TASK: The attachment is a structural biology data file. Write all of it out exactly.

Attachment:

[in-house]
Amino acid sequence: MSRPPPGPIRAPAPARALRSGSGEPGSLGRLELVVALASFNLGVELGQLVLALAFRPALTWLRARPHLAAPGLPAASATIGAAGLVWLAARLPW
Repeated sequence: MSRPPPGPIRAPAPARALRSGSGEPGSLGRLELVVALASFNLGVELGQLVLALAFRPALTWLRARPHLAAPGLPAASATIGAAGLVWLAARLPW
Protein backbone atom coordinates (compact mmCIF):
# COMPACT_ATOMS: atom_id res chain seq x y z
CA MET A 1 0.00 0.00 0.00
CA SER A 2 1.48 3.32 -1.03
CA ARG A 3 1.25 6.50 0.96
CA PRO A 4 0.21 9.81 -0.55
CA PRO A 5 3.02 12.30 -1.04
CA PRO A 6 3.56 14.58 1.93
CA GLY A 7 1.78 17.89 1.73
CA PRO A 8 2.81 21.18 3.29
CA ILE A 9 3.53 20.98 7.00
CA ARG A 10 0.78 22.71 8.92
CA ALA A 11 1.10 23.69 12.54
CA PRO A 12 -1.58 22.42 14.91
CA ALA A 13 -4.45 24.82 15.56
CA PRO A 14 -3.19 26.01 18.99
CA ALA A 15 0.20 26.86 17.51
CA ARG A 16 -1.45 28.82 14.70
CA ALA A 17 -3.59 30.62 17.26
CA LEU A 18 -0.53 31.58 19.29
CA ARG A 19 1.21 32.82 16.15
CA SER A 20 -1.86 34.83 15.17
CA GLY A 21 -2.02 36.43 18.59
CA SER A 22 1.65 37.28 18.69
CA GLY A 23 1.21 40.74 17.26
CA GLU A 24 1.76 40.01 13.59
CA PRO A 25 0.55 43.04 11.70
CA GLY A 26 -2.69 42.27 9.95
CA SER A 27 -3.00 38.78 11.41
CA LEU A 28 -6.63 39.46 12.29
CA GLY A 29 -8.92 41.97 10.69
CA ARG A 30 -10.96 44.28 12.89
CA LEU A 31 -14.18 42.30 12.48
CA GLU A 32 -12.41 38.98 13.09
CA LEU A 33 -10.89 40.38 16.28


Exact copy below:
[in-house]
Amino acid sequence: MSRPPPGPIRAPAPARALRSGSGEPGSLGRLELVVALASFNLGVELGQLVLALAFRPALTWLRARPHLAAPGLPAASATIGAAGLVWLAARLPW
Repeated sequence: MSRPPPGPIRAPAPARALRSGSGEPGSLGRLELVVALASFNLGVELGQLVLALAFRPALTWLRARPHLAAPGLPAASATIGAAGLVWLAARLPW
Protein backbone atom coordinates (compact mmCIF):
# COMPACT_ATOMS: atom_id res chain seq x y z
CA MET A 1 0.00 0.00 0.00
CA SER A 2 1.48 3.32 -1.03
CA ARG A 3 1.25 6.50 0.96
CA PRO A 4 0.21 9.81 -0.55
CA PRO A 5 3.02 12.30 -1.04
CA PRO A 6 3.56 14.58 1.93
CA GLY A 7 1.78 17.89 1.73
CA PRO A 8 2.81 21.18 3.29
CA ILE A 9 3.53 20.98 7.00
CA ARG A 10 0.78 22.71 8.92
CA ALA A 11 1.10 23.69 12.54
CA PRO A 12 -1.58 22.42 14.91
CA ALA A 13 -4.45 24.82 15.56
CA PRO A 14 -3.19 26.01 18.99
CA ALA A 15 0.20 26.86 17.51
CA ARG A 16 -1.45 28.82 14.70
CA ALA A 17 -3.59 30.62 17.26
CA LEU A 18 -0.53 31.58 19.29
CA ARG A 19 1.21 32.82 16.15
CA SER A 20 -1.86 34.83 15.17
CA GLY A 21 -2.02 36.43 18.59
CA SER A 22 1.65 37.28 18.69
CA GLY A 23 1.21 40.74 17.26
CA GLU A 24 1.76 40.01 13.59
CA PRO A 25 0.55 43.04 11.70
CA GLY A 26 -2.69 42.27 9.95
CA SER A 27 -3.00 38.78 11.41
CA LEU A 28 -6.63 39.46 12.29
CA GLY A 29 -8.92 41.97 10.69
CA ARG A 30 -10.96 44.28 12.89
CA LEU A 31 -14.18 42.30 12.48
CA GLU A 32 -12.41 38.98 13.09
CA LEU A 33 -10.89 40.38 16.28